Even the least money savvy of us have a vague appreciation of investing. It seems like a good idea in the way that it would be better to eat more vegetables or learn a second language.
But investing can be intimidating. What if you make a bad investment and lose your savings? What’s the difference between investing and putting your money in a 401(k) or IRA?
Here is some of the information and advice they shared:
There’s more than one reason to invest. First, I assume you want to retire some day. Wise investments can hasten that day.
Moreover, you know how inflation works. If inflation rises three percent each year, then $200,000 today will have the purchasing power of $59,142 in 40 years. In other words, your money will be worth less money.
Through the power of compound interest, investment does the opposite of that. It makes your money worth more money.
When you invest, you don’t just earn money from your initial investment, the interest from your investment also accrues interest. This can really add up over time. If you invest $5,000 a year for 30 years and see a six percent annual growth rate, then you’ll make $395,291—more than twice what you would have if you just stored that money in shoe boxes beneath your bed.
No less a mind than Albert Einstein said, “The most powerful force in the universe is compound interest.” And, yes, we realize his tongue was in his cheek when he said that; but, still, if you want to harness that powerful force, you need to learn about investing
The sooner the better
The most important thing about investing (or establishing any kind of savings) is that you don’t want to hesitate.
The sooner you begin, the more time your investments have to grow. Playing “catch up” later can be difficult and expensive.
Identify goals and risk tolerance
What are you saving for? Retirement? Your kids’ college? Maybe a new car?
Your investment goals (long term versus short term) affect your time horizons.
In general, the longer your investment horizon, the more potentially high-reward risks you can afford to take. After all, if you don’t plan to retire for 30 years, then you have plenty of time to recover from losses.
There’s often a risk-reward tradeoff. The higher the possible payoff, the larger the potential losses. The spectrum of low-risk/low-return to high-risk/high-return goes something like this: Treasury bills, CDs, government bonds, corporate bonds, preferred stock, common stock and, finally, options and futures present the highest risk and possible rewards.
Know the different types of investments
There are different types of investments: cash alternatives, bonds, stocks, funds, and more. (However, 401(k)s and IRAs are not investments. They’re tax-advantaged vehicles that hold individual investments.)
Here’s a break down of the different options and there advantages.
1. Cash alternatives are low risk, short term and relatively liquid. Examples include CDs, money market deposit accounts and mutual funds, and U.S. Treasury Bills.
The potential return is low enough that they may not keep up with inflation, but the earnings are predictable and there’s little risk to the principal.
2. Bonds are a loan to a government or corporation. The interest is typically paid at regular intervals. They can be traded like other securities.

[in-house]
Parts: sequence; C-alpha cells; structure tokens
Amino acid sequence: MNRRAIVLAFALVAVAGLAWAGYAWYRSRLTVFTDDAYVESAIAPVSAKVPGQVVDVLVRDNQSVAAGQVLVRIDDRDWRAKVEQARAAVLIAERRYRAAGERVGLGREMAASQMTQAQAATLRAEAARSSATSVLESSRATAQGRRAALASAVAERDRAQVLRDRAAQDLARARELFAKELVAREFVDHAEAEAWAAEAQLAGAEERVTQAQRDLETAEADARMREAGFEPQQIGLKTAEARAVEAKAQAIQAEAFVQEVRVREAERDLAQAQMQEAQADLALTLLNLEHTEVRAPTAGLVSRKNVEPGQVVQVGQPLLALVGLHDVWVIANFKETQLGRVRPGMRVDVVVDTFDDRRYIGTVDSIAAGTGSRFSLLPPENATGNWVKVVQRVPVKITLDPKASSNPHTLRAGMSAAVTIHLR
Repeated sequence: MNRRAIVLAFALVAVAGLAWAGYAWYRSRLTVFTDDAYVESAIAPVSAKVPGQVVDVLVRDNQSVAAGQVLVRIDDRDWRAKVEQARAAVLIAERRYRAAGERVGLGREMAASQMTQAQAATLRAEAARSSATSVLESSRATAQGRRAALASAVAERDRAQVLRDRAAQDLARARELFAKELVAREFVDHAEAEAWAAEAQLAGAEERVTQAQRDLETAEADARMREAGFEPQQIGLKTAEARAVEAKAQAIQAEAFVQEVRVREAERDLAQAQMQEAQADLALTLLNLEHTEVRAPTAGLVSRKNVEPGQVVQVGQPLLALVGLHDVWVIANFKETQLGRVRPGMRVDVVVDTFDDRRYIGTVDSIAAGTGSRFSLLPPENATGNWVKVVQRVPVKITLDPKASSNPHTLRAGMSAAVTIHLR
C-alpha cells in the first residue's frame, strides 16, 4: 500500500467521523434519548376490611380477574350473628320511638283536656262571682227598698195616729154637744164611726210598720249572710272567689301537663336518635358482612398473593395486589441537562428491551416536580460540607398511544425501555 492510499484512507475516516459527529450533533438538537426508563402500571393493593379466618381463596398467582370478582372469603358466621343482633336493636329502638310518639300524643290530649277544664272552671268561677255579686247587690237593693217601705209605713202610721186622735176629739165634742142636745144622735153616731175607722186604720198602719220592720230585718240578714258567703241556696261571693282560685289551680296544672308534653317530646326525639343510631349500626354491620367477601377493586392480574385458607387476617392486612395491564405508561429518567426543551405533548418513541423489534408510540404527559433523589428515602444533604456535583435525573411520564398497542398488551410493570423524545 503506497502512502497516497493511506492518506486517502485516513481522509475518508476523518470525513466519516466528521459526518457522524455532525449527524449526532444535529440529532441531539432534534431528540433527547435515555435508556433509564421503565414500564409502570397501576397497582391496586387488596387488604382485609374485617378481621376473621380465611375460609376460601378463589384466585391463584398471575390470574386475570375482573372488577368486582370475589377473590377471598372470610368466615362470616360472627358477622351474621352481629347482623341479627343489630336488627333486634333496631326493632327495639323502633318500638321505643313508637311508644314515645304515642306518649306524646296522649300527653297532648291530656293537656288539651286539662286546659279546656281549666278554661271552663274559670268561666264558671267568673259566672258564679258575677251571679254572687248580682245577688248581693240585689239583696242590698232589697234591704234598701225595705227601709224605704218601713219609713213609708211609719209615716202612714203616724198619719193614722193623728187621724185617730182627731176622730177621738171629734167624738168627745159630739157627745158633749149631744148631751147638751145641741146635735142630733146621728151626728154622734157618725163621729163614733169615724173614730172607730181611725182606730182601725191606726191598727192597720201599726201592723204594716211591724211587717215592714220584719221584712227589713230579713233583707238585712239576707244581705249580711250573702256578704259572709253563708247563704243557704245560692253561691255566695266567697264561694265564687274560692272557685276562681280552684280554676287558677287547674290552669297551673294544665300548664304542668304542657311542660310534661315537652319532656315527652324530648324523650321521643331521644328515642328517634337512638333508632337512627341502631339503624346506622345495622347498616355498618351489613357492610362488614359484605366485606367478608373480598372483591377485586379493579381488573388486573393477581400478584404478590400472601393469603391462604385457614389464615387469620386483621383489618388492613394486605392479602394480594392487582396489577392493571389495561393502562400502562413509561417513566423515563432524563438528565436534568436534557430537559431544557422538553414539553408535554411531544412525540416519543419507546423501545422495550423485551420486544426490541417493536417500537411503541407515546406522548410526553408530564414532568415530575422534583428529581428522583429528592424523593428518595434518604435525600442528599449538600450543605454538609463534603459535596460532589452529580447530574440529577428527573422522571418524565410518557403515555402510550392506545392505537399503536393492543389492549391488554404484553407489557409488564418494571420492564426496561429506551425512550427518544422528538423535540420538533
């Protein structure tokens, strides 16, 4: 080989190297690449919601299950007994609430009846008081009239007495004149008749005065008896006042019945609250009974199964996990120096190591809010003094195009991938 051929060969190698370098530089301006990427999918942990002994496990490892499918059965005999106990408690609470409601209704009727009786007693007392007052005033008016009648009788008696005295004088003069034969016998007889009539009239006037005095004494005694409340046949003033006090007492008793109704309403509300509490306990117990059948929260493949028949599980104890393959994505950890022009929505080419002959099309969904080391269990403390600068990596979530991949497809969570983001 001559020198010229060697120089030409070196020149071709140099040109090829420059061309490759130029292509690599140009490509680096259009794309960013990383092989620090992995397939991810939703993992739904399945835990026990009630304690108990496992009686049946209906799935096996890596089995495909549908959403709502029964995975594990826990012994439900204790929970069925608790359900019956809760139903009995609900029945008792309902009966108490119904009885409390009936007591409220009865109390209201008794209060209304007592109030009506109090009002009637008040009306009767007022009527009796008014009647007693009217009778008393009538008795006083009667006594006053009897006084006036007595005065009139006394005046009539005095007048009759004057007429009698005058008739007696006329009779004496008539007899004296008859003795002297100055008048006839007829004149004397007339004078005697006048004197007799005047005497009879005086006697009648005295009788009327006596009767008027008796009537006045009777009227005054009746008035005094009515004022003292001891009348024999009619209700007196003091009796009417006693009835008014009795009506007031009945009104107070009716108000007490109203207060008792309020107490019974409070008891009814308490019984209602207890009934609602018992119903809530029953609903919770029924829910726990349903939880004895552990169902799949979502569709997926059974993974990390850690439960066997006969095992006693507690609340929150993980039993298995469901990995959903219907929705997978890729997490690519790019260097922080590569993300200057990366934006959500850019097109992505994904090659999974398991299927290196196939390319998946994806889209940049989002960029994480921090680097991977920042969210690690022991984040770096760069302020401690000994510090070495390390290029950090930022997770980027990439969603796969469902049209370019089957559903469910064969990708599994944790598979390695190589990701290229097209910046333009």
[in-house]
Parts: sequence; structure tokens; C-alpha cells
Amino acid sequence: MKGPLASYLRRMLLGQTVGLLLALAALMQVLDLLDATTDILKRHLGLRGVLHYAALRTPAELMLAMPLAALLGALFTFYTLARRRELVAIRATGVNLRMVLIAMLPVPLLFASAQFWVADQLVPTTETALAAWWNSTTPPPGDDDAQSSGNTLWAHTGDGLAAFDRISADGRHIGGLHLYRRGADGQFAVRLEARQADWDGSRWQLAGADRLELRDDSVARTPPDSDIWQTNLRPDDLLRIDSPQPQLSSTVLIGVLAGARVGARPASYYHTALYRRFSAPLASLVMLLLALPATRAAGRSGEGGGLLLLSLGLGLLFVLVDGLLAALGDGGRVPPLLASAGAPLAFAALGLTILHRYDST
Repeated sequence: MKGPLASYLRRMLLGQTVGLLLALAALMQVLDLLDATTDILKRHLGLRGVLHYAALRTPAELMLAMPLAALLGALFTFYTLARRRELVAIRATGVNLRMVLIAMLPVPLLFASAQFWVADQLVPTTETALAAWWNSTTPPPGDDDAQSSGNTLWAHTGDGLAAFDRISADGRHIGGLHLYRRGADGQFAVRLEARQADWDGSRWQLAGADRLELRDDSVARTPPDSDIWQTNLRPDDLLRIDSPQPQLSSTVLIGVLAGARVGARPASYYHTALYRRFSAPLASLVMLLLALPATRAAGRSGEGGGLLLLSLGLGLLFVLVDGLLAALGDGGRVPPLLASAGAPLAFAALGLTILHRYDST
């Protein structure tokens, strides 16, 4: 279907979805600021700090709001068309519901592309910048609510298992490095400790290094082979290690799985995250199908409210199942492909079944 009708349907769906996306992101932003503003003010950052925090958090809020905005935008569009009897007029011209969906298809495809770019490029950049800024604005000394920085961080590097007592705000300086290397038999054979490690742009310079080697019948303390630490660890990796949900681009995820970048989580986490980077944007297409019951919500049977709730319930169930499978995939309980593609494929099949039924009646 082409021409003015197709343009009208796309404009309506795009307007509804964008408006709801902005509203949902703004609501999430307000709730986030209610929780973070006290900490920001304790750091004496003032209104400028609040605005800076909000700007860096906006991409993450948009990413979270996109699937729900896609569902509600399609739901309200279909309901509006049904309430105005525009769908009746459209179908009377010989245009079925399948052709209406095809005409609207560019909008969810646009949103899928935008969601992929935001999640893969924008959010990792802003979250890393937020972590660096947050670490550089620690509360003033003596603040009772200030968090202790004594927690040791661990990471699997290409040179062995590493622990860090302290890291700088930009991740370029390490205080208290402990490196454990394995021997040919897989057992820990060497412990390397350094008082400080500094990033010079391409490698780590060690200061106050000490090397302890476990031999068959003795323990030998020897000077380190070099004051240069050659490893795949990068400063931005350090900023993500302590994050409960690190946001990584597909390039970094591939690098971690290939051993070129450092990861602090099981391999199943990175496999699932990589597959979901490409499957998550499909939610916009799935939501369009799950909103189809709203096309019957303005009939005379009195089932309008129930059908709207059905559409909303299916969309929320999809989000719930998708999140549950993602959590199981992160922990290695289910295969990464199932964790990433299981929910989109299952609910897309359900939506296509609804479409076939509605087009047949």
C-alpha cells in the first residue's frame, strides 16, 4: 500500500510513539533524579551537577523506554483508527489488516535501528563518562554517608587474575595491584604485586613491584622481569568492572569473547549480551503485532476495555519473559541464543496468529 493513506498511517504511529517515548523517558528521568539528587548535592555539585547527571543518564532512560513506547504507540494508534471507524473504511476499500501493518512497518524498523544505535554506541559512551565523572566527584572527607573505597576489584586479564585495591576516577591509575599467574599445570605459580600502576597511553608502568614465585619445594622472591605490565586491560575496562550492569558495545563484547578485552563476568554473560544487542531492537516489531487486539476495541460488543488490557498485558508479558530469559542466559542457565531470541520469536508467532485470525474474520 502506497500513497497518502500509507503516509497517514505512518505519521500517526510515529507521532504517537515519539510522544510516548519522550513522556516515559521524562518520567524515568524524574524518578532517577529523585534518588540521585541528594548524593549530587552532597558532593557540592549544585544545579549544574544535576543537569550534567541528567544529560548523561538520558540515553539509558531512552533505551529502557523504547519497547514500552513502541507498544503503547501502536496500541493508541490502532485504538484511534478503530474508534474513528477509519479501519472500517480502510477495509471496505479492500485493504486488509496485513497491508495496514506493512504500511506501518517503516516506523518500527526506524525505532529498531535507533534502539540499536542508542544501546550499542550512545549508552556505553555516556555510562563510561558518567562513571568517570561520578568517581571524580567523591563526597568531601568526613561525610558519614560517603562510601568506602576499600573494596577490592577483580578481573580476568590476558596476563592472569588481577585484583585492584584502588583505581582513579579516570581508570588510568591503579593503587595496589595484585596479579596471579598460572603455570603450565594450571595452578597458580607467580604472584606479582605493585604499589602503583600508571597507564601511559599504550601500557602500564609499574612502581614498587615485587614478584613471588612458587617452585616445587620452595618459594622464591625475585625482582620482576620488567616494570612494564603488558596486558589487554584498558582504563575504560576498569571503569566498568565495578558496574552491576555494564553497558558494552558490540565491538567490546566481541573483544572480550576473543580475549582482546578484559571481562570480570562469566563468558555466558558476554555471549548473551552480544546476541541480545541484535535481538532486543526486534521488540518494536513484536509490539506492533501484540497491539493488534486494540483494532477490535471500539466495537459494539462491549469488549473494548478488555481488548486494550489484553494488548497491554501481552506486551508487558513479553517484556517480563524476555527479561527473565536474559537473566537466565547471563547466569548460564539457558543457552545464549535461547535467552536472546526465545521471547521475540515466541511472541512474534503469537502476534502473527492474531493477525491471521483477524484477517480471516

The risks include the value of the bond fluctuating with interest rates and, of course, default. And the potential returns are lower than, say, stocks.
However, the risks are also lower than in the stock markets and the income is both predictable and typically higher than cash alternatives.
3. Shares of stocks represent an ownership position in a business. The percentage of a business you own determines your share in its profits and losses. Your shares of stock can ultimately be sold for a loss or a gain.
Within stocks there are a lot of categories: common versus preferred; small, mid or large cap. It helps to have a professional to guide you.
Stocks historically have provided the highest long-term total returns. They can provide income through dividends as well as capital appreciation. However, market volatility or poor company performance create a greater risk to your principal.
Consequently, stocks might not be appropriate for short-term investments or goals.
4. Mutual funds are when your money is pooled with that of other investors. The fund invests for you according to a stated investment strategy, and you own a portion of the securities held by the fund. (In other words, your investment is automatically and instantly diversified.)
Mutual funds fall all along the risk-reward spectrum. Before you invest in a fund, you should consider its objectives, risks, charges and expenses to make certain its goals coincide with your own.
The advantages of investing in mutual funds: liquidity, as well as diversification and professional management of your investments. The disadvantages: fund fees and expenses, tax inefficiencies and value fluctuations.
Picking a professional
We’ve just covered the basics here, and it can already seem overwhelming.
Frankly, when you’re talking about your financial future, it helps to have a professional’s insight and experience. A financial professional can help you determine your investment goals, timelines and risk tolerances. They can also help select specific investments, manage, monitor and modify your portfolio.
But how do you pick a financial professional that’s right for you?
Actually, that one’s easy.
When you talk to a financial professional, ask them questions. Ask them about your different options. If you don’t understand or aren’t satisfied by their answers, keep looking for the right person.